Have you seen the many defriending and blocking of friends that has taken place in the recent past? Add to that warnings of not to discuss anything political prior to family dinners, celebrations, occasions, and parties, and one gets a discouraging picture of the polarization and tribalism in the US and maybe, all over the world.

I don’t want to get into how and why this is happening, but to delve into how we can deal with it without offending our loved ones and creating discord in our relationships. There is no doubt that we all acknowledge there will be differences of opinion. Even visual reality can vary. Remember “the dress”? What color was it, gold or blue? So especially when we come to belief systems, viewpoints, or affiliations, we see that even in the same family, there will be variations. The trick is: How do we express them, and how do we deal with the underlying feelings when someone has another opinion? How do we not feel negative or alienated and intrude into our caring and positive emotions toward that person?

The brain seeks consistency and the psyche does not like conflict, only because the roots of such conflict touch the biological “threat” spot. Watch out for the danger to the self! That part of the brain gets activated just a second before the logical corner jumps in to say, hey, that is not an enemy. For some people, though, that jump takes a while, and frankly, for some, because of other issues, that may not happen. So, we get insults, name-calling, diversions, and distractions. Unfortunately, there are people that are masters of such deviation from the subject. If that is someone close to you, perhaps the solution is indeed to close off a subject, political or otherwise. Personally, I do not believe that what is nasty or rude passes for “telling it like it is.” One can confront another person with civility and respect for the opinions of all. As one wise person remarked, it takes as long to be kind as it does to be cruel. What would it say about us if all we want in our lives is people who agree with us and think similarly? Take a look at your partner, your friends and family. How do you deal with their different ways of thinking and behaving? What bothers you if you disagree? Do you take it as lack of caring and love? Because that does happen. “If you disagree with me, it means you don’t love me.” Common thought patterns, belief systems and opinions do, in fact, oil and make easier all the trials and tribulations of maintaining a relationship. But differing ways make it richer and stronger, and who wants a clone?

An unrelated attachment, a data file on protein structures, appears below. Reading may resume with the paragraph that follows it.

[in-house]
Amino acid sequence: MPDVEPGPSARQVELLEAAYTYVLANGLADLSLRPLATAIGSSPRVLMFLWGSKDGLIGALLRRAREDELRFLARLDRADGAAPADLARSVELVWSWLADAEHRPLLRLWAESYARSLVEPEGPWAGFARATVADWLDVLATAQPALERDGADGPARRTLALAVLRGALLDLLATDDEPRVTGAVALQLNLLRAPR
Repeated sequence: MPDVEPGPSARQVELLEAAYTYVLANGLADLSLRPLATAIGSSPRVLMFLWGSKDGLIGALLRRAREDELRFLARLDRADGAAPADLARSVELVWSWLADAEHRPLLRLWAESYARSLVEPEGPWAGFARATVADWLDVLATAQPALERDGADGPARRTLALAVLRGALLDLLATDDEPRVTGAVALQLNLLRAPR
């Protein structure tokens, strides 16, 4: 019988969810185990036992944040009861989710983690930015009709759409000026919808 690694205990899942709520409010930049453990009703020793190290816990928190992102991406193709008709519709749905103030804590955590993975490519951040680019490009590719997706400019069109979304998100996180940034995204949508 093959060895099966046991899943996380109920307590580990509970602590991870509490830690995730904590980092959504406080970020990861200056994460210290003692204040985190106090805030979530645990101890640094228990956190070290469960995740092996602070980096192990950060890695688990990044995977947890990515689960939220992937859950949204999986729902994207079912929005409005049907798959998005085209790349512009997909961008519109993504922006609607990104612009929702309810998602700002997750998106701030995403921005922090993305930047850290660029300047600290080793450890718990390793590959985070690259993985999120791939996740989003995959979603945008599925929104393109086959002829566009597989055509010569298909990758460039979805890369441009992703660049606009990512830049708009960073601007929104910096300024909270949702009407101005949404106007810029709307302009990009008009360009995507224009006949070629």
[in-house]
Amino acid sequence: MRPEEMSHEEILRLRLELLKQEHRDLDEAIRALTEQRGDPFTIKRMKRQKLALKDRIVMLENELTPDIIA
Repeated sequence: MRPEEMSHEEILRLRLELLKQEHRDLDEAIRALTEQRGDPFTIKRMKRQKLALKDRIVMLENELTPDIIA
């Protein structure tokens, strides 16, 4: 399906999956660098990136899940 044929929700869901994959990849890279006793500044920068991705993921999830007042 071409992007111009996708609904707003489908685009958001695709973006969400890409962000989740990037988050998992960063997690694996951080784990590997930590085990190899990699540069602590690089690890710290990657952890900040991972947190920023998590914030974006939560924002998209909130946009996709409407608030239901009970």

Author Profile

Janan Broadbent, PhD
Janan Broadbent, PhD
As a psychologist in private practice since 1979, Janan Broadbent, Ph. D. offers individual, couples, group and family therapy, in addition to conducting workshops on topics such as stress management, communication skills and assertiveness. She writes about current issues relevant to relationship building and conflict resolution in LGBTQ and minority populations, with emphasis on health, fitness and education.

Born in Turkey, Dr. Broadbent earned her undergraduate degree in psychology in 1965. At that time, first as a Fulbright Scholar, then as a CENTO Fellow, she received her master's and doctorate degrees in psychology and education from the University of California at Los Angeles. She has taught graduate and undergraduate courses in psychology at St.Mary's College of Maryland, Mt. Vernon College in Washington, D. C., Johns Hopkins University and the College of Notre Dame in Baltimore. From 1981 to 1988, she was also the Director of Counseling at Notre Dame College.
While in graduate school, Dr. Broadbent worked for the Voice of America radio program, writing and recording materials on the cross-cultural college experience. She has been interviewed on various news programs on TV and has received media training.
Dr. Broadbent is a member of the American Psychological Association and has served as the chair for the Public Affairs Board and as a member of the Executive Council of the Maryland Psychological Association.
Dr. Broadbent's office is located at:
Village of Cross Keys, 120 West Quadrangle, 2 Hamill Road, Baltimore, Maryland 21210-1847 phone: 410-825-5577